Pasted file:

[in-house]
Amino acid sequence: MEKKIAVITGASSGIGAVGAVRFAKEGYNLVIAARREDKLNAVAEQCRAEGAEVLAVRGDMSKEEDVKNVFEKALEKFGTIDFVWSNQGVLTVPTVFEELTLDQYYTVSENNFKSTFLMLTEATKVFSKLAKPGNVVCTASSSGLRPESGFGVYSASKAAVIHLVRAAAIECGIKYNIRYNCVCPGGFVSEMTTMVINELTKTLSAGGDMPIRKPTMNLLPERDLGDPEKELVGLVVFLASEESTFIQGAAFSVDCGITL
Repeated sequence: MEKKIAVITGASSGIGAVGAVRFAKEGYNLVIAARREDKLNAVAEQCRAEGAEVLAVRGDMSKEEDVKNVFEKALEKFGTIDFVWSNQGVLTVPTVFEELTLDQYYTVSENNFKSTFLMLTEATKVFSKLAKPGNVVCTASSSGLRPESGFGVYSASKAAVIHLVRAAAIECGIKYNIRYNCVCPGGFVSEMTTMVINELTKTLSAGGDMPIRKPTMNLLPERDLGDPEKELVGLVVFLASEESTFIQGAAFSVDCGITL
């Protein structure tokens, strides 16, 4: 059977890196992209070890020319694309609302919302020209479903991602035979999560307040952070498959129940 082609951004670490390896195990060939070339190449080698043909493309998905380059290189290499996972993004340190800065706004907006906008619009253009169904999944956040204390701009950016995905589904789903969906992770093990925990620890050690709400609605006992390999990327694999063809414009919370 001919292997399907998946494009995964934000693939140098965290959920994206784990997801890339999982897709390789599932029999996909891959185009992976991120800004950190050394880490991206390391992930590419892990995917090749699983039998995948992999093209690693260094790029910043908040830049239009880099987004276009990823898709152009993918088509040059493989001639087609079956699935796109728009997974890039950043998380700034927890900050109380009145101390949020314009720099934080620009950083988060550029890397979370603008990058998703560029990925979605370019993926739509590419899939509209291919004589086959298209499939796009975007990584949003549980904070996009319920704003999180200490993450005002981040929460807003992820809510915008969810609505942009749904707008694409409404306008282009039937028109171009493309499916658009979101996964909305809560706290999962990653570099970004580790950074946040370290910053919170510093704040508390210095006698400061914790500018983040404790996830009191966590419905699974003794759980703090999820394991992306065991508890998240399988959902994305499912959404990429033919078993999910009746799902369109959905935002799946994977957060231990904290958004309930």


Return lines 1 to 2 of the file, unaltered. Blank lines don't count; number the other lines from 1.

[in-house]
Amino acid sequence: MEKKIAVITGASSGIGAVGAVRFAKEGYNLVIAARREDKLNAVAEQCRAEGAEVLAVRGDMSKEEDVKNVFEKALEKFGTIDFVWSNQGVLTVPTVFEELTLDQYYTVSENNFKSTFLMLTEATKVFSKLAKPGNVVCTASSSGLRPESGFGVYSASKAAVIHLVRAAAIECGIKYNIRYNCVCPGGFVSEMTTMVINELTKTLSAGGDMPIRKPTMNLLPERDLGDPEKELVGLVVFLASEESTFIQGAAFSVDCGITL